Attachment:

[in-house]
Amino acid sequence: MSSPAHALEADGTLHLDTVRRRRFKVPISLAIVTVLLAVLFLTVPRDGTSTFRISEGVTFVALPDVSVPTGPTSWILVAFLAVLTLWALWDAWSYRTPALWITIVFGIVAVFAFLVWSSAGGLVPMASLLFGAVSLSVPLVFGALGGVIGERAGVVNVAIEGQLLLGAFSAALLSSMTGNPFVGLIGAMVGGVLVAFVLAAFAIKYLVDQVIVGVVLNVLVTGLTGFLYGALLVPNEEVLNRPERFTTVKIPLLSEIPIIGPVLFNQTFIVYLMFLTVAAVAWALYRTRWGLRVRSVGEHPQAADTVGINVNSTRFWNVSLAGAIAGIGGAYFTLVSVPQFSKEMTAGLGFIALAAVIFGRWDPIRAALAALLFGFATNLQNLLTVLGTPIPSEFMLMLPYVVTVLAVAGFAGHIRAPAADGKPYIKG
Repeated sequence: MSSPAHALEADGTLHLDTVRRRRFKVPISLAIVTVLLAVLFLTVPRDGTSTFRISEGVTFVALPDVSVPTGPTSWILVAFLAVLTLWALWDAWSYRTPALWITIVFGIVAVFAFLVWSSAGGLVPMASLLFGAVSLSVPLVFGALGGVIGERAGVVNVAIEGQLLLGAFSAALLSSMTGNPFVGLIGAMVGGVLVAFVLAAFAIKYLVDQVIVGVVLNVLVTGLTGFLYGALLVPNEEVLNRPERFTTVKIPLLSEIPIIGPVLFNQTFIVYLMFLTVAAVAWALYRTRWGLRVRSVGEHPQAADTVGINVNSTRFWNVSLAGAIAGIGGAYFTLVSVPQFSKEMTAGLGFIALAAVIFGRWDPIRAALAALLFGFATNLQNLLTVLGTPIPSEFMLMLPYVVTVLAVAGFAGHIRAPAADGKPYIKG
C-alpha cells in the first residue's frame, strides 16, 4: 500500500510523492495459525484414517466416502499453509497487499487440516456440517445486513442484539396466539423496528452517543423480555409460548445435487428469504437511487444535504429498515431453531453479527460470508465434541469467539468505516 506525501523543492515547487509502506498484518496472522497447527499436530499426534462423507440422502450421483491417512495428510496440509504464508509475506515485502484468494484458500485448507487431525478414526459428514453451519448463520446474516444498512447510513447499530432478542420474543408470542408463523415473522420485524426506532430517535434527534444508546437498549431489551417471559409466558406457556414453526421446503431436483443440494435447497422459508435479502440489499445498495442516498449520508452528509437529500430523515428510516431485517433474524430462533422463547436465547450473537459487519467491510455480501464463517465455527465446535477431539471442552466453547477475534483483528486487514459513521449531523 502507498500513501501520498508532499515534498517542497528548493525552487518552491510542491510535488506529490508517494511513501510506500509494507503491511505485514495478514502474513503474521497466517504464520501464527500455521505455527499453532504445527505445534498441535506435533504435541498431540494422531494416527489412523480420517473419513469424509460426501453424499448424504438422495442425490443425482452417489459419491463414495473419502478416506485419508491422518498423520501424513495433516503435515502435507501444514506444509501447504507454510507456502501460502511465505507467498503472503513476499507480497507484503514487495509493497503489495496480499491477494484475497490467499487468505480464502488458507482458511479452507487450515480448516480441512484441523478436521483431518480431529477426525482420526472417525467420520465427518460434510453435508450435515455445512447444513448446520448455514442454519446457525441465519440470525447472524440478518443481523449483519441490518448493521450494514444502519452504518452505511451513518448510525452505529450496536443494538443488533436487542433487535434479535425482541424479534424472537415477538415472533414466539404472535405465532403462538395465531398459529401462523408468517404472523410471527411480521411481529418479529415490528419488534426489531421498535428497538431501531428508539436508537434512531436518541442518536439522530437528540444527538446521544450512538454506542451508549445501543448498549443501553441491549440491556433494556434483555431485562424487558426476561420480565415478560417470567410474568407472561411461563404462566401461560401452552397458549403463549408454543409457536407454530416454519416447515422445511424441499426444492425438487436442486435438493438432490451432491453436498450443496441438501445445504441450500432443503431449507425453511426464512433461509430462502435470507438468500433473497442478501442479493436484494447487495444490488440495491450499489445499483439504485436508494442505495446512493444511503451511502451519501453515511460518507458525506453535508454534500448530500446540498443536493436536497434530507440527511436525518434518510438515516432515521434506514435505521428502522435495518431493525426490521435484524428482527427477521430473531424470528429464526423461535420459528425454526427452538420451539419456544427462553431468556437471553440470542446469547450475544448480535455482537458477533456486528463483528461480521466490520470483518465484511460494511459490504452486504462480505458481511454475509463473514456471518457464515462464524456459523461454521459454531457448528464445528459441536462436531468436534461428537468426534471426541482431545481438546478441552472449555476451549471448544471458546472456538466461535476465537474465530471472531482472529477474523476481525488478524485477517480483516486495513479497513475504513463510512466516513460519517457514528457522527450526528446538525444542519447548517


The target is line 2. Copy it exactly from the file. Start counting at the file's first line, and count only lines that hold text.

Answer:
Amino acid sequence: MSSPAHALEADGTLHLDTVRRRRFKVPISLAIVTVLLAVLFLTVPRDGTSTFRISEGVTFVALPDVSVPTGPTSWILVAFLAVLTLWALWDAWSYRTPALWITIVFGIVAVFAFLVWSSAGGLVPMASLLFGAVSLSVPLVFGALGGVIGERAGVVNVAIEGQLLLGAFSAALLSSMTGNPFVGLIGAMVGGVLVAFVLAAFAIKYLVDQVIVGVVLNVLVTGLTGFLYGALLVPNEEVLNRPERFTTVKIPLLSEIPIIGPVLFNQTFIVYLMFLTVAAVAWALYRTRWGLRVRSVGEHPQAADTVGINVNSTRFWNVSLAGAIAGIGGAYFTLVSVPQFSKEMTAGLGFIALAAVIFGRWDPIRAALAALLFGFATNLQNLLTVLGTPIPSEFMLMLPYVVTVLAVAGFAGHIRAPAADGKPYIKG